I went, unusually, for a beer at midday yesterday. I met up with someone far more erudite and accurate than myself. We spoke for a couple of hours on world history, politics and more. And, as in the best of company, I learnt a new word.
The term heteroglossia describes the coexistence of distinct varieties within a single “language” (in Greek: hetero- “different” and glōssa “tongue, language”). In this way the term translates the Russian разноречие [raznorechie] (literally “different-speech-ness”), which was introduced by the Russian linguist Mikhail Bakhtin in his 1934 paper Слово в романе [Slovo v romane], published in English as “Discourse in the Novel.”
Bakhtin argues that the power of the novel originates in the coexistence of, and conflict between, different types of speech: the speech of characters, the speech of narrators, and even the speech of the author. He defines heteroglossia as “another’s speech in another’s language, serving to express authorial intentions but in a refracted way.” Bakhtin identifies the direct narrative of the author, rather than dialogue between characters, as the primary location of this conflict.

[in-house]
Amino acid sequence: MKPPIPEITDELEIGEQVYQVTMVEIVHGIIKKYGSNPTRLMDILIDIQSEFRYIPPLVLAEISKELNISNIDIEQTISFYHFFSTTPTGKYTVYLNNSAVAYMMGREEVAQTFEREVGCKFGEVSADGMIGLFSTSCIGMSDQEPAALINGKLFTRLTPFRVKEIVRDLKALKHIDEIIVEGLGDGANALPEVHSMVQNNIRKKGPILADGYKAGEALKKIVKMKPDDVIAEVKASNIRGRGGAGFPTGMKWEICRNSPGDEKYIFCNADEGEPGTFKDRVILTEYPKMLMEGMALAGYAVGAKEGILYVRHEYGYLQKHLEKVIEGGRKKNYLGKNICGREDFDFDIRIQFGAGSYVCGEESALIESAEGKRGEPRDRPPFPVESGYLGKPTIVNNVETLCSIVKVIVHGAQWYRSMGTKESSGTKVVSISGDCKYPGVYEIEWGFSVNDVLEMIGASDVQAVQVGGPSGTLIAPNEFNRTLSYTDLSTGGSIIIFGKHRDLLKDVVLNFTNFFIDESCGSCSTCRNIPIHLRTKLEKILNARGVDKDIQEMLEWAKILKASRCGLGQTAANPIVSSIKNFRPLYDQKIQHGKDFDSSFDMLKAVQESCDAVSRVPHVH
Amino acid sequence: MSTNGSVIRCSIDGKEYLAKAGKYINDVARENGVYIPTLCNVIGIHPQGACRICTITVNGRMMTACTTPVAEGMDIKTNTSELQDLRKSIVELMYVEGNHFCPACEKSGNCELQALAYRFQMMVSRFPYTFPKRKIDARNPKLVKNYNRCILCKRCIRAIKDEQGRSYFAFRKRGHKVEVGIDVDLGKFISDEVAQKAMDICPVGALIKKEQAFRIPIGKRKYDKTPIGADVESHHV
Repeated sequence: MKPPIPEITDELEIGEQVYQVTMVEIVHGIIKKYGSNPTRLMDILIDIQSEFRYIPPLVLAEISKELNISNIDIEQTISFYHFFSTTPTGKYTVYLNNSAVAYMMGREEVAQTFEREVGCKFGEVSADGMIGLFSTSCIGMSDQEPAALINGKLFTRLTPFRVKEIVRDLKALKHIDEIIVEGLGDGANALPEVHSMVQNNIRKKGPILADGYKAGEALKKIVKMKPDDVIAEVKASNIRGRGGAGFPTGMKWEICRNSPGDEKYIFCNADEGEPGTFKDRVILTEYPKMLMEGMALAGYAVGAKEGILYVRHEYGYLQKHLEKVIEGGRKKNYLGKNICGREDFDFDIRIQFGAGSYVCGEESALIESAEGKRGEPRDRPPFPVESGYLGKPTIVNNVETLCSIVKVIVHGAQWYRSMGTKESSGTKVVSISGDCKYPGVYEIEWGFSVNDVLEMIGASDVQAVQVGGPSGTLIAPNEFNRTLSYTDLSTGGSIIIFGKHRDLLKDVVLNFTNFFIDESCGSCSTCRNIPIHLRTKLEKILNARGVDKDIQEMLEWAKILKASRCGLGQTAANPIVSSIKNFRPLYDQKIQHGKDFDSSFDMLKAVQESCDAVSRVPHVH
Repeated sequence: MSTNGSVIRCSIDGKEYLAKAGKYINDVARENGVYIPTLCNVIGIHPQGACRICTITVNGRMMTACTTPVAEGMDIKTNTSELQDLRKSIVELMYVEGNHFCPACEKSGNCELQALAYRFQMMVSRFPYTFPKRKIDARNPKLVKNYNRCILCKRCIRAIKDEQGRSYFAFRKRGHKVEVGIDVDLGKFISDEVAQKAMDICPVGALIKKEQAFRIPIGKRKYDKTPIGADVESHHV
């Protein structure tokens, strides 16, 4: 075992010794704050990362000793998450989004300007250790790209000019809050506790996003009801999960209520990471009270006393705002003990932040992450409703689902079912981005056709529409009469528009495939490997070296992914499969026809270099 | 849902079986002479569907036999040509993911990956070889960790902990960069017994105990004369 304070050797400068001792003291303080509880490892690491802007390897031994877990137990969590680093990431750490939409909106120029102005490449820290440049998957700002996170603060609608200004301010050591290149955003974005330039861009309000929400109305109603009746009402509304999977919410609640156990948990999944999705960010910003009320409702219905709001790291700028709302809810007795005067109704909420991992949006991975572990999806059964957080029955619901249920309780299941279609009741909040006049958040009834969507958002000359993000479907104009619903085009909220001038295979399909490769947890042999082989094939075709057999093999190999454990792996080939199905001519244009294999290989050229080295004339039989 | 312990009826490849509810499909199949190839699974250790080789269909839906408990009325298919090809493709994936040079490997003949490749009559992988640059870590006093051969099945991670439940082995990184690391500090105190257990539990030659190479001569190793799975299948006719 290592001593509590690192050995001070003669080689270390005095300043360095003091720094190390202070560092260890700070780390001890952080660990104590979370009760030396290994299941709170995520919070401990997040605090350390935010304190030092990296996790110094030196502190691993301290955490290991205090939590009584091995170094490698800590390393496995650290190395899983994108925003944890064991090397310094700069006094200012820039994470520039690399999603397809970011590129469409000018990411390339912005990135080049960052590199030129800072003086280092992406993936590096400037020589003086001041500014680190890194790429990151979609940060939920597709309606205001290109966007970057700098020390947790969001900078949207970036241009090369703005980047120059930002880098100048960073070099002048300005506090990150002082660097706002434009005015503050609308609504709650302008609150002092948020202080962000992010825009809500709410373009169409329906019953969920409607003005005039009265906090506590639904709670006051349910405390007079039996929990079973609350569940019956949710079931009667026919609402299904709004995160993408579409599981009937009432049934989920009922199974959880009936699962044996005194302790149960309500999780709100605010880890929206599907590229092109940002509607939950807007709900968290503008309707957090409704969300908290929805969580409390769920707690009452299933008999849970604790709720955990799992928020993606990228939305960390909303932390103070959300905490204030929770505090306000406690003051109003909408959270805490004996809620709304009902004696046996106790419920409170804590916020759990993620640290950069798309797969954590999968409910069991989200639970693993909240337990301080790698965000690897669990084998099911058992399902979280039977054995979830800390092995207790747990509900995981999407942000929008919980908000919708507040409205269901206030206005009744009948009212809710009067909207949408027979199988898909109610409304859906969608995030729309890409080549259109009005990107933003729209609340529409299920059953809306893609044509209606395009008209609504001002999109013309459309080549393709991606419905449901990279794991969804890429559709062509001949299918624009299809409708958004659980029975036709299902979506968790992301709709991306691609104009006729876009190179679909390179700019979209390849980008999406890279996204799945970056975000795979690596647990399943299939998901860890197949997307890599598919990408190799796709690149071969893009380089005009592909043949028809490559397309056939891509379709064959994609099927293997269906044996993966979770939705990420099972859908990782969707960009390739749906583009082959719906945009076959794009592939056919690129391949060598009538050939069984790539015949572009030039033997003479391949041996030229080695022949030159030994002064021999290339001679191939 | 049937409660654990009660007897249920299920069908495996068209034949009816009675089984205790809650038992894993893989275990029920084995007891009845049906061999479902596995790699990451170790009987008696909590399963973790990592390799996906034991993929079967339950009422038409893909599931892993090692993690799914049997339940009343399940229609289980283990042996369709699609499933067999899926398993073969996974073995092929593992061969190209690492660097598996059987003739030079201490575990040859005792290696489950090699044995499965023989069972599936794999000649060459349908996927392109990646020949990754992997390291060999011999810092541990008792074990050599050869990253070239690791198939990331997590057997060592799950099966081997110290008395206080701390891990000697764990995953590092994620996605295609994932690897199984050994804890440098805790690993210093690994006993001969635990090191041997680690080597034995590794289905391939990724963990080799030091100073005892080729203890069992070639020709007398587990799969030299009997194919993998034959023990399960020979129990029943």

It seems to me that the key concept lies in the following phrase (the bold is mine): “He defines heteroglossia as ‘another’s speech in another’s language, serving to express authorial intentions but in a refracted way.'”
As a result, I’ve been brainstorming the idea a bit on Twitter this morning. The key tweets:
To conclude that:
In fact, as per the title of my post today, isn’t this “heteroglossia” leadership style incredibly suited to an evermore complex world – and way beyond the already challenging confines of the newspaper industry?
We don’t give up on imposing – or pursuing is perhaps a better way of putting it – a certain ideology at all: we just adapt authoritarian instincts so they become inclusive and efficient at the same time.
An example of good democracy in both politics and business, if there ever was one …?